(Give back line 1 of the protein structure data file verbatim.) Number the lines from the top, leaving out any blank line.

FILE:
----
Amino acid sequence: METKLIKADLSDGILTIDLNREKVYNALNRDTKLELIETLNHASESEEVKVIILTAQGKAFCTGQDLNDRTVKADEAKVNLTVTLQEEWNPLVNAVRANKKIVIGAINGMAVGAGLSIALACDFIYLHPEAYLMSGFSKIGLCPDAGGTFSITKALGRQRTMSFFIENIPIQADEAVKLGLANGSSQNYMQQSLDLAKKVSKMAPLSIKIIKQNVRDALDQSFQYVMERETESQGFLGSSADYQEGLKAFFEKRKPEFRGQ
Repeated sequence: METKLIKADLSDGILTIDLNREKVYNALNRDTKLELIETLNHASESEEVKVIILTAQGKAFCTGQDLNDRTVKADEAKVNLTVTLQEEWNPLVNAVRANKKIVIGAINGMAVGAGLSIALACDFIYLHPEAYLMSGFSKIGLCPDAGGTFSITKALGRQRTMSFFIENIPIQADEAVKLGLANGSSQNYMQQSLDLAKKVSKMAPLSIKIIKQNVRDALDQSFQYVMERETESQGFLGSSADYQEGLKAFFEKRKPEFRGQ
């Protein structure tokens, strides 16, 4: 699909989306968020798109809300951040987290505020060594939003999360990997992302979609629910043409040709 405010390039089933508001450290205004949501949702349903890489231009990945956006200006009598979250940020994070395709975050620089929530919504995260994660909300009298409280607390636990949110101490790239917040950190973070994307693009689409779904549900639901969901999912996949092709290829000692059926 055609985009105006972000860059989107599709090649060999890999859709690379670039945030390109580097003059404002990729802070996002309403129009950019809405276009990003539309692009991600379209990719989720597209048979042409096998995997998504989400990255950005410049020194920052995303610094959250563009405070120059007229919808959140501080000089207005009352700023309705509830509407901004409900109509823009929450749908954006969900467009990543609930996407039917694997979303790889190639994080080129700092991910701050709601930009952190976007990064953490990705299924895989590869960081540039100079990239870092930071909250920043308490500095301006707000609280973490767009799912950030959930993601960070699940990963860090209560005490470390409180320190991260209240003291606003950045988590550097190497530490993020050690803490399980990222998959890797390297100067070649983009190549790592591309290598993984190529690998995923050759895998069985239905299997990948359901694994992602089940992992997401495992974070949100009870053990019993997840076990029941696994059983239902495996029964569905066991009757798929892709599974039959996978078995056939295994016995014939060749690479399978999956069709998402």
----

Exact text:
Amino acid sequence: METKLIKADLSDGILTIDLNREKVYNALNRDTKLELIETLNHASESEEVKVIILTAQGKAFCTGQDLNDRTVKADEAKVNLTVTLQEEWNPLVNAVRANKKIVIGAINGMAVGAGLSIALACDFIYLHPEAYLMSGFSKIGLCPDAGGTFSITKALGRQRTMSFFIENIPIQADEAVKLGLANGSSQNYMQQSLDLAKKVSKMAPLSIKIIKQNVRDALDQSFQYVMERETESQGFLGSSADYQEGLKAFFEKRKPEFRGQ